How much equity can you cash out of your home?
Home equity loans are back. The opportunity to get a cash-out refinance, home equity loan or home equity line of credit is once again alive and well.
But how much equity can -- or should -- you extract from your home?
Banks limit how much equity you can take
Home equity options aren't as aggressive or generous as those of yesteryear. But they're not pocket change either, especially for longtime homeowners who have experienced rapid value appreciation in the past 2 years.
Years ago, homeowners could borrow up to 100% of their equity, says Jay Voorhees, broker and owner of JVM Lending, a mortgage company in Walnut Creek, California. Today, most lenders put significantly lower limits -- like 80 to 90% -- on home equity borrowing.
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Let self-discipline govern HELOC amount
Voorhees says borrowers should "go to the limit" with a home equity line of credit, or HELOC, because they don't have to tap the full amount of the credit line that's available.
How much can they borrow?
Pat and Morgan bought a house in September 2009 for $172,000. They made a 20% down payment and refinanced 3 years later. In July 2014, they applied for a home equity line of credit.
Here's how the bank calculates how much can they borrow:
Home's current appraised value: $190,000
80% of appraised value: $152,000 ($190,000 x 0.8)
Amount Pat and Morgan owe on mortgage: $128,633
80% of home's value minus amount owed: $23,367
The bank will give them a credit line of $23,367 or less.
That might be smart from a financial perspective, but for some people, the temptation of an open credit line can be a problem, says Alan Moore, a CFP professional for Serenity Financial Consulting in Milwaukee.
"Too often these loans have made our houses a bank account and made the equity very accessible, which is not always a good thing. You have to carefully consider: What are your long-term goals? What is the money for?" Moore says. "There is no reason to tap home equity unless you absolutely have to."
Know how much you need
A conservative approach is also recommended for a cash-out refinance or home equity loan, either of which involves a fixed amount, rather than an open credit line.
Consumers who want to tap equity for home improvement projects -- the most common use of this type of loan -- usually settle on a specific amount, plus some wiggle room for cost overruns, says Kelly Kockos, senior vice president of home equity for Wells Fargo in San Francisco.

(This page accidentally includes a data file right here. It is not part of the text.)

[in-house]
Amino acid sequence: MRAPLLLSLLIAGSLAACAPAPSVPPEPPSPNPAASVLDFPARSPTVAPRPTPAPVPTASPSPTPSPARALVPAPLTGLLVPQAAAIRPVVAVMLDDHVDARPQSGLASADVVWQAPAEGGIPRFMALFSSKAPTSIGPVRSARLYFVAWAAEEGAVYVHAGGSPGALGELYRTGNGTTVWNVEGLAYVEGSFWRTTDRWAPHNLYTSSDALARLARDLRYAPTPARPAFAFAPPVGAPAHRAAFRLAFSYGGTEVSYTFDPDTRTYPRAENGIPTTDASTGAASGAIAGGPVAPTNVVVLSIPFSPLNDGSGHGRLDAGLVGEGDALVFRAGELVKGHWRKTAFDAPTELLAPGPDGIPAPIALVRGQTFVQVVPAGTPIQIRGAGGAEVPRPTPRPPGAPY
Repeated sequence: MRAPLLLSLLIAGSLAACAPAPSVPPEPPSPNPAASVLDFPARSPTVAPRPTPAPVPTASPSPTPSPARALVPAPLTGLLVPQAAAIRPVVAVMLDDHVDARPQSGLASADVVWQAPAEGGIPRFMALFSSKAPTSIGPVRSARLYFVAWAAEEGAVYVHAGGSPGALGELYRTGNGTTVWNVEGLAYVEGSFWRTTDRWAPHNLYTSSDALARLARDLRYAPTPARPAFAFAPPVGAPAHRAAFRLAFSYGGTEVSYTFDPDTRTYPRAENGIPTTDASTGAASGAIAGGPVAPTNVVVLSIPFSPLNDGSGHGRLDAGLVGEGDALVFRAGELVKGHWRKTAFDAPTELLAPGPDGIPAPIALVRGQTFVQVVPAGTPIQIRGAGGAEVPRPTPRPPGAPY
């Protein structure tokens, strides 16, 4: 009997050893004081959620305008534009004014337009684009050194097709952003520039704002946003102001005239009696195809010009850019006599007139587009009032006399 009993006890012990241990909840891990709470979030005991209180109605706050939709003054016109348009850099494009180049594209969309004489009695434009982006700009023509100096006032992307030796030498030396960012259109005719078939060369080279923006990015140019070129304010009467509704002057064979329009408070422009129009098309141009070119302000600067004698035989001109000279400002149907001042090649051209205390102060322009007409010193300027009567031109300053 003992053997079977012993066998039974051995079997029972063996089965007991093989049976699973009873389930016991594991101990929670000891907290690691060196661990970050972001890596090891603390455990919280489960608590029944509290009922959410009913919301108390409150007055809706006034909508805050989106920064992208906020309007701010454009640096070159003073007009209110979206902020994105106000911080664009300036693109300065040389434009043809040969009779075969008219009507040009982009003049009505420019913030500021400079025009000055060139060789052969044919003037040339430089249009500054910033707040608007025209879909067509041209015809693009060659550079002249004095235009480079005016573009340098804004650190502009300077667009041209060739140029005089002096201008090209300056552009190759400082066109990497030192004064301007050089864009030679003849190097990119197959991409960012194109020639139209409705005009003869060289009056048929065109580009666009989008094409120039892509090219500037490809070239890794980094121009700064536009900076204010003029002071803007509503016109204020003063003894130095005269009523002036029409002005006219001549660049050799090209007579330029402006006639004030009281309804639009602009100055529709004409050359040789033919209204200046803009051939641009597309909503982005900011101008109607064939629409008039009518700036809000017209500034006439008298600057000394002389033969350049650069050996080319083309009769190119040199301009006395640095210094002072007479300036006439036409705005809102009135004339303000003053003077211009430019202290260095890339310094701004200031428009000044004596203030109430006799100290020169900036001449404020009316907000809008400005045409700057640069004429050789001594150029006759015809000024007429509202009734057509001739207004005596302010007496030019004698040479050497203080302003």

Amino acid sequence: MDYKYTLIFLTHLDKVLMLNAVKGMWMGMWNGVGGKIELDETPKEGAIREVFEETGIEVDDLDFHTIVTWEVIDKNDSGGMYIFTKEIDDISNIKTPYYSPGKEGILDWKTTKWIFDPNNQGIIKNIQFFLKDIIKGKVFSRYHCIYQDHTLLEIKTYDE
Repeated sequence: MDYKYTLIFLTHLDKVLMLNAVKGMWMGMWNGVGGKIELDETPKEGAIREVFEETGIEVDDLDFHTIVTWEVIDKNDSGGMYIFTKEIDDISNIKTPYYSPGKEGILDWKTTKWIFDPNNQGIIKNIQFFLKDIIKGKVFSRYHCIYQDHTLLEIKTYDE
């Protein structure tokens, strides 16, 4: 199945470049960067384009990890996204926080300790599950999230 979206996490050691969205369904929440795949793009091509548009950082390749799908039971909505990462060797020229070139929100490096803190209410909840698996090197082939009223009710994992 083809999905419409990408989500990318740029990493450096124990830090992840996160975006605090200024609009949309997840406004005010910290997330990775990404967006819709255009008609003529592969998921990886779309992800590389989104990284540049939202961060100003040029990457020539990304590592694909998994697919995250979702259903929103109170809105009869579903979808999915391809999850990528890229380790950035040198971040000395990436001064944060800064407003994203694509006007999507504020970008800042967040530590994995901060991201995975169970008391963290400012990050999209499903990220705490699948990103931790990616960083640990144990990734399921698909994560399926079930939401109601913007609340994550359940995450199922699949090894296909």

"People have a budget in mind and they will manage to that budget versus saying, 'Give me as much money as possible,'" she says. "It varies by the consumer and their personal situation, but they
won't necessarily push the outer boundaries of it."
These loans carry interest rate risk
Cash-out refis, home equity loans and HELOCs aren't risk-free.
Borrowers should try to pay off a HELOC, in particular, within a reasonable time, though they may elect to keep the line open for future use.
Home equity loan
A second mortgage for a fixed amount, at a fixed interest rate, to be repaid over a set period.
Home equity line of credit (HELOC)
A second mortgage with a revolving balance, like a credit card, with an interest rate that varies with the prime rate. Pronounced HE-lock.
A mortgage refinance for more than the amount owed. The borrower takes the difference in cash. Also called a cash-out refi.
One reason to be conservative with a HELOC is that the interest rate can rise if market rates, such as the bank prime lending rate, move up. Rates are low today, but haven't always been and might not always be.
"We encourage borrowers to pay it off if they can, and we warn them about the adjustable rate," Voorhees says. "The prime rate was in the 8% range for much of the 1990s and the 10% range in the 1980s. Right now, it's only 3.25%. If it goes up 5%, back to historic norms, they're going to feel the pain on that equity line."
Remember: Home values can crash
Another reason to be careful with home equity loans is that the value of your home can fluctuate, up or down, over time. If the value drops and you've extracted cash, you could end up owing more than your home is worth, says Justin Lopatin, vice president of mortgage lending for PERL Mortgage in Chicago.
"What if you take out all this money to do a home improvement project or make an investment and 5 years later, property values drop 10%? Now you have a higher balance and no equity," Lopatin says. "That could be bad."
Bad things can happen to good people
Yet another risk is loss of your income to repay the loan, says Andy Tilp, president of Trillium Valley Financial Planning, a fee-only financial planning firm in Sherwood, Oregon.
"Too many people used their equity as a piggy bank in the mid-2000s only to discover the bank expects to be paid back. If the borrower is incapable of paying back the funds, they put their home in jeopardy," Tilp says. "Anyone getting a loan against their home equity needs to have a plan in place to know they can repay it, even in the event of a job loss, poor investment returns and a drop in real estate prices."
The bottom line is that home equity extraction can give you cash for whatever you need or want, but no matter how much you can borrow, any amount is too much if you can't repay it.Source: www.bankrate.com